The reviews for “Persuasion” haven’t been kind, and it’s understandable they aren’t. The film, which features an exceptional cast including Dakota Johnson, Richard E Grant, Henry Golding, Nikki Amuka-Bird and Cosmo Jarvis, was buried by almost all media outlets.
The jokes range from hyperbole “everyone involved should be in jail” (The Spectator) to “awful” (The LA Times). Almost all of these reviews cite the Fleabag-ification of Austen’s posthumously published work as one of the film’s biggest flaws.
It’s true that Johnson’s constant wink at the camera doesn’t invite you into his psychology because there’s no psychology in these characters. Instead, it’s like someone took a ‘Pride and Prejudice’ Instagram filter and flattened it on the surprisingly modern cast (one tweet went viral when the ‘Persuasion’ trailer dropped aptly stated, “Dakota Johnson has the face of someone who knows what an iPhone is”).
Because the characters lack depth, breaking the fourth wall is a cheap trick to appeal to a generation of (probably) women who discovered “Fleabag” and felt seen, felt their inner turmoil had a weight real. But unfortunately, ‘Persuasion’ is full of paper dolls.
However, the most glaring error in this author’s adaptation of the film is the way she seeks to modernize themes that, in reality, only seem dated. It’s hard to imagine, for most of us, that our parents talk us out of marrying a man because he isn’t “distinguished” enough.
However, it is not difficult to imagine a world in which inherited privilege, generational wealth, race and variety of other intersections of social, economic and political identity influence the choice of a partner. Netflix’s need to stick to the “Regency” aesthetic attire means it can’t escape the dated boundaries of themes that could easily carry over into modern times.
In the introduction to a 1998 edition of the novel, literary scholar Gillian Beer explains that “Persuasion” was a novel that sought to explore the various ways, both overt and covert, in which society pressured women. for them to perform certain duties, especially marriage. . The outcome may have changed since the 19th century, when Austen first wrote “Persuasion,” but the pressures haven’t.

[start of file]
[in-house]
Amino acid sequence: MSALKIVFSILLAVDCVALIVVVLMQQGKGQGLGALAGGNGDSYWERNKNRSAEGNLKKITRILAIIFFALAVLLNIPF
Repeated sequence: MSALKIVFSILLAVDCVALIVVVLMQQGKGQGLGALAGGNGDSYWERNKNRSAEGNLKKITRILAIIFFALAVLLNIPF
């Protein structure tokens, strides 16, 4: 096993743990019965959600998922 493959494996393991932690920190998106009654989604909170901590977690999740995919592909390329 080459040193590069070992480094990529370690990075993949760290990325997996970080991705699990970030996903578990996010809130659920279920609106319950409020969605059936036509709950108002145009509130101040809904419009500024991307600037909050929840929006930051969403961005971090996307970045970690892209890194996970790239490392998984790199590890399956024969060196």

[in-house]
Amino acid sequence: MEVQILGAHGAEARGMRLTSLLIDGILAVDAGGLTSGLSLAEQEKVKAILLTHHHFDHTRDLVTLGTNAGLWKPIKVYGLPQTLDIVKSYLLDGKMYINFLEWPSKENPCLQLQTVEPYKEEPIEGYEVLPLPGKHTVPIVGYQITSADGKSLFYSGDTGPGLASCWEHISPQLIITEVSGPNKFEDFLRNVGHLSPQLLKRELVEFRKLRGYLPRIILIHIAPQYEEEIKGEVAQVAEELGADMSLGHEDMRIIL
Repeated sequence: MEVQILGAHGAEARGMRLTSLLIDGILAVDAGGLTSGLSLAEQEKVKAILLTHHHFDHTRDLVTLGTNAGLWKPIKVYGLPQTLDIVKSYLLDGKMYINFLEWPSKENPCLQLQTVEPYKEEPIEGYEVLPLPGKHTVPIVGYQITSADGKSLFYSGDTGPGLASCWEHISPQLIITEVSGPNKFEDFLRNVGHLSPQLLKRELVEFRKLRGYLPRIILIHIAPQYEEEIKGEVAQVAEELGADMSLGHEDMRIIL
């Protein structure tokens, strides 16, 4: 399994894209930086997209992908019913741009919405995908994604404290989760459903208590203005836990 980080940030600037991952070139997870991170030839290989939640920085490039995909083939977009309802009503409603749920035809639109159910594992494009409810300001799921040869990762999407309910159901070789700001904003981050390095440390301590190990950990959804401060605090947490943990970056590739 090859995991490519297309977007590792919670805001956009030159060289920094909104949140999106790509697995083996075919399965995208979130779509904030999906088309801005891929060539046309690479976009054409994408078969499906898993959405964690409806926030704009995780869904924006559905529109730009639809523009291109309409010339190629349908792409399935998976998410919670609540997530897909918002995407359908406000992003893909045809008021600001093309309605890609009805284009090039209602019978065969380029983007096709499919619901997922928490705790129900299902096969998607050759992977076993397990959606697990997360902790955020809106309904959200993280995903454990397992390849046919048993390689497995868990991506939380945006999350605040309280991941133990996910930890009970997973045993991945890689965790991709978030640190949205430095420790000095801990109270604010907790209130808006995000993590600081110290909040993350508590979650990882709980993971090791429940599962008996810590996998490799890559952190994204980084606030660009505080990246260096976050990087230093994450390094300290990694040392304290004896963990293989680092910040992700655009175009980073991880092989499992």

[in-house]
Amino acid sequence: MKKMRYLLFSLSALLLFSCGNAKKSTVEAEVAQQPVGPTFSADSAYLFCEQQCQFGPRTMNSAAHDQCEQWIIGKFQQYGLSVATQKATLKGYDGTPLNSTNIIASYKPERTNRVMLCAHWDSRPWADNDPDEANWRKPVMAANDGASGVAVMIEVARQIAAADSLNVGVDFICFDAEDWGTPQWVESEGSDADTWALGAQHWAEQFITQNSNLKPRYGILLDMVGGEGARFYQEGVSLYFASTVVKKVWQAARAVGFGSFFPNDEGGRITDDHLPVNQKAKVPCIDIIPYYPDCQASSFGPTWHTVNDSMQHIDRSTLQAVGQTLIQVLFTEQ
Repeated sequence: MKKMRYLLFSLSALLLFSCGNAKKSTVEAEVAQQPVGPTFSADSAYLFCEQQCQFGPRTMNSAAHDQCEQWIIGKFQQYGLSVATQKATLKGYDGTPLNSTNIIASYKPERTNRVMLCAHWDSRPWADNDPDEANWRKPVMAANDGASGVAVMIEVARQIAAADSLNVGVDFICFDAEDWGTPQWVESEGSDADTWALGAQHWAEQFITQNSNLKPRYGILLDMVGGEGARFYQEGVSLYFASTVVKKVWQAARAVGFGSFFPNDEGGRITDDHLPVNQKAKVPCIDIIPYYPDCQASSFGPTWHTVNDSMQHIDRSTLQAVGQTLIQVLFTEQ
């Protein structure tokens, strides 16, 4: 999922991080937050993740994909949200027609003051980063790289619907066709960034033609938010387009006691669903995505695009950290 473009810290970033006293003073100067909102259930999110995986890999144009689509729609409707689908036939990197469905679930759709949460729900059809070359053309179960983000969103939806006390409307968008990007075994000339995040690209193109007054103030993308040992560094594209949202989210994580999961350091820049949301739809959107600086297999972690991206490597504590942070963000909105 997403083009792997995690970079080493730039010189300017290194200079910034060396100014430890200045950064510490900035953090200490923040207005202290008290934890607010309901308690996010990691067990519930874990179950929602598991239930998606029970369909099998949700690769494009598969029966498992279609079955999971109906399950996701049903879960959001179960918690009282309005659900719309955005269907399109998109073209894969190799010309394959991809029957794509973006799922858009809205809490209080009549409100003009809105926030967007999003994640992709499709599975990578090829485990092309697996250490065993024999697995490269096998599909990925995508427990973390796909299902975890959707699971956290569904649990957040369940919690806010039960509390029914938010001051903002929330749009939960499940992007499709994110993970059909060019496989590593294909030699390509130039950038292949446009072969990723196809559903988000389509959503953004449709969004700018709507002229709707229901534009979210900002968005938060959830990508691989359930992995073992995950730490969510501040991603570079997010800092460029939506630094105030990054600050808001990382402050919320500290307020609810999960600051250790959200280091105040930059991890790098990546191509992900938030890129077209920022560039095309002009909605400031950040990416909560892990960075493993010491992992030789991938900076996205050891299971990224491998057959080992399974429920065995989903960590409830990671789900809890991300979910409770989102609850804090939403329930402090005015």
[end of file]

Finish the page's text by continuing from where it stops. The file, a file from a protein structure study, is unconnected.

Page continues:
Women (including trans women) still have a weight of expectation that is impossible for them to bear. To be a career woman, to be a mother, to be mature, to be reserved, to be devoted, to be a boss: it is painful for any woman to be fair, to make her own decisions while navigating the world.
In some countries, this option is removed: the cancellation of “Roe vs. Wade” continues to impact all facets of a woman’s life, not just the option of having an abortion. From chemotherapy to interstate travel, the world is shrinking at a drastic pace for women.
But none of that suffocating fear, a palpable sensation even as I write, is felt in ‘Persuasion’. Instead, “Persuasion” leaves you feeling nothing more than the kind of nagging indigestion that comes from knowing something much better could have been done.
In this way, “Fire Island,” available on Disney+ Spain, is a far more successful, engrossing, and deeply moving modern Austen story. It transplants themes of otherness and cultural restrictions from the rigidity of the Regency era to the contemporary homophobia that pervades the culture (despite what brands say otherwise during Pride Month) and a beautiful film s flourishes.
Al negarse a renunciar al simbolismo fácil de los corsés y la pompa, ‘Persuasion’ sofoca sus temas resonantes y la película se marche y muere antes de que la primera escena (afortunadamente) llegue a su fin, solo para que recuerdes que aún quedan dos Hours.
In ‘Persuasion’, Austen writes: “When the pain passes, its memory often turns into pleasure.” Unfortunately, the Netflix adaptation makes this quote wrong.
“Persuasion” is now available on Netflix.
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